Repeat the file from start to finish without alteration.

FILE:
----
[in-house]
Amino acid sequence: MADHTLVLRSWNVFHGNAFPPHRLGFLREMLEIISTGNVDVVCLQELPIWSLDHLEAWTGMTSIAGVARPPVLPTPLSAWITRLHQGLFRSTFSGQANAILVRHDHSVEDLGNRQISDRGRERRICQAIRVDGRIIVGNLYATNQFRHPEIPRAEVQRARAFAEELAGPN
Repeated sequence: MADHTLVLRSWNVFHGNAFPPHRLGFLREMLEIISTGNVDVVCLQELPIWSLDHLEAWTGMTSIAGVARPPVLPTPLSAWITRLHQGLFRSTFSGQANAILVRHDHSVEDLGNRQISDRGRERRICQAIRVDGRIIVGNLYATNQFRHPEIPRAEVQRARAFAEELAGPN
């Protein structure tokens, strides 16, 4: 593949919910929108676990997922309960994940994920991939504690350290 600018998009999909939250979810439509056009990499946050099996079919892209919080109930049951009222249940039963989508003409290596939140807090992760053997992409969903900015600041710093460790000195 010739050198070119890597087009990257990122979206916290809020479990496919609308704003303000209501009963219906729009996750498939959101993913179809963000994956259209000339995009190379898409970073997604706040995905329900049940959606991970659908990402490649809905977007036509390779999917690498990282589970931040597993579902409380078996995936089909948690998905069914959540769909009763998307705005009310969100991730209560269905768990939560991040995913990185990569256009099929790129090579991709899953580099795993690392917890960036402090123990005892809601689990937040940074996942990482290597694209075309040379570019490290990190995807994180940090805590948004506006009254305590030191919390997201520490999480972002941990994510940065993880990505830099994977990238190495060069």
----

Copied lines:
[in-house]
Amino acid sequence: MADHTLVLRSWNVFHGNAFPPHRLGFLREMLEIISTGNVDVVCLQELPIWSLDHLEAWTGMTSIAGVARPPVLPTPLSAWITRLHQGLFRSTFSGQANAILVRHDHSVEDLGNRQISDRGRERRICQAIRVDGRIIVGNLYATNQFRHPEIPRAEVQRARAFAEELAGPN
Repeated sequence: MADHTLVLRSWNVFHGNAFPPHRLGFLREMLEIISTGNVDVVCLQELPIWSLDHLEAWTGMTSIAGVARPPVLPTPLSAWITRLHQGLFRSTFSGQANAILVRHDHSVEDLGNRQISDRGRERRICQAIRVDGRIIVGNLYATNQFRHPEIPRAEVQRARAFAEELAGPN
């Protein structure tokens, strides 16, 4: 593949919910929108676990997922309960994940994920991939504690350290 600018998009999909939250979810439509056009990499946050099996079919892209919080109930049951009222249940039963989508003409290596939140807090992760053997992409969903900015600041710093460790000195 010739050198070119890597087009990257990122979206916290809020479990496919609308704003303000209501009963219906729009996750498939959101993913179809963000994956259209000339995009190379898409970073997604706040995905329900049940959606991970659908990402490649809905977007036509390779999917690498990282589970931040597993579902409380078996995936089909948690998905069914959540769909009763998307705005009310969100991730209560269905768990939560991040995913990185990569256009099929790129090579991709899953580099795993690392917890960036402090123990005892809601689990937040940074996942990482290597694209075309040379570019490290990190995807994180940090805590948004506006009254305590030191919390997201520490999480972002941990994510940065993880990505830099994977990238190495060069």